In a recent study (Takechi 2015), I investigate the relationship between production costs and quality and the magnitude of specific trade costs. My approach has three advantages over previous studies. First, I use data on prices in place of production to measure trade costs between two regions (Anderson and van Wincoop 2004, Atkin and Donaldson 2014). Using data on Japanese wholesale agricultural product prices provides information on prices at the origin of production. Second, knowledge of origin prices and market prices can be used to determine product delivery patterns. This allows me to address the self-selection issue. Estimating trade costs by using only observed price data excludes information on undelivered items, which causes the estimation to become biased. Thus, I use a framework similar to that used by Helpman et al. (2008) and Kano et al. (2013). Third, by assuming a particular market structure, I can measure production costs and goods quality by using origin price data, because these data are unaffected by interregional trade costs. Using these implied cost and quality data enables me to examine the link between production costs and quality and how significant is the specific-cost component in trade costs.
I empirically demonstrate that high goods prices are associated with high production costs; thus, a quality heterogeneity model is appropriate. I then confirm that the presence of specific costs is significant in the trade cost function. My estimation results also reveal that the elasticity of product quality with respect to production cost is biased upward in the absence of specific trade costs. The quality elasticity is a key determinant of whether high-cost firms can make large profit by producing high-quality goods, because a higher elasticity implies greater profitability for high-cost firms. Because relative demand for high-quality goods is greater when there are specific trade costs, the presence of specific costs affects profitability in distant markets. Thus, the relationship between quality and production costs is overestimated if specific costs are ignored.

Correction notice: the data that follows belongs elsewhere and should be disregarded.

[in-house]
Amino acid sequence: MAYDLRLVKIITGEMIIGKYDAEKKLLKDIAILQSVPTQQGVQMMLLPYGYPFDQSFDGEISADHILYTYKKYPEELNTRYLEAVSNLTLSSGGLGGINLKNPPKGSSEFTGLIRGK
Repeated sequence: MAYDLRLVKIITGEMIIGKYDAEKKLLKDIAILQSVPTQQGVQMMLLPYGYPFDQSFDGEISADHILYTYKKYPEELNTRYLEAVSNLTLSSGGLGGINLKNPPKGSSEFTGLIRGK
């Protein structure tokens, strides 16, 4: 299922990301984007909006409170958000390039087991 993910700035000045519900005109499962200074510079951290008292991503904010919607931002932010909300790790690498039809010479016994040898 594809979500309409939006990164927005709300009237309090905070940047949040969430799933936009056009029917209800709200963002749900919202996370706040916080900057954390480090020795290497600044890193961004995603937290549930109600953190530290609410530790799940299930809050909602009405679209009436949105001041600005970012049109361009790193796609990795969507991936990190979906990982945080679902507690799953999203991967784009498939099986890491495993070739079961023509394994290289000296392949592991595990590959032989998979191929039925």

With regard to how trade costs increase with distance to market, I find that the elasticity of specific costs with respect to distance is larger than that with respect to ad valorem costs. This result is qualitatively consistent with Hummels and Skiba (2004), who assume that only specific costs depend on the distance between markets. These empirical results have implications for public policy. According to my results, because specific costs are more sensitive to geographic distance, policy initiatives such as improving infrastructure may greatly reduce specific costs by easing the burden of distance. As Irarrazabal et al. (2013) show, specific trade costs cause more distortions than ad valorem costs. Hence, welfare gains may be larger than previously thought, based on only ad valorem costs.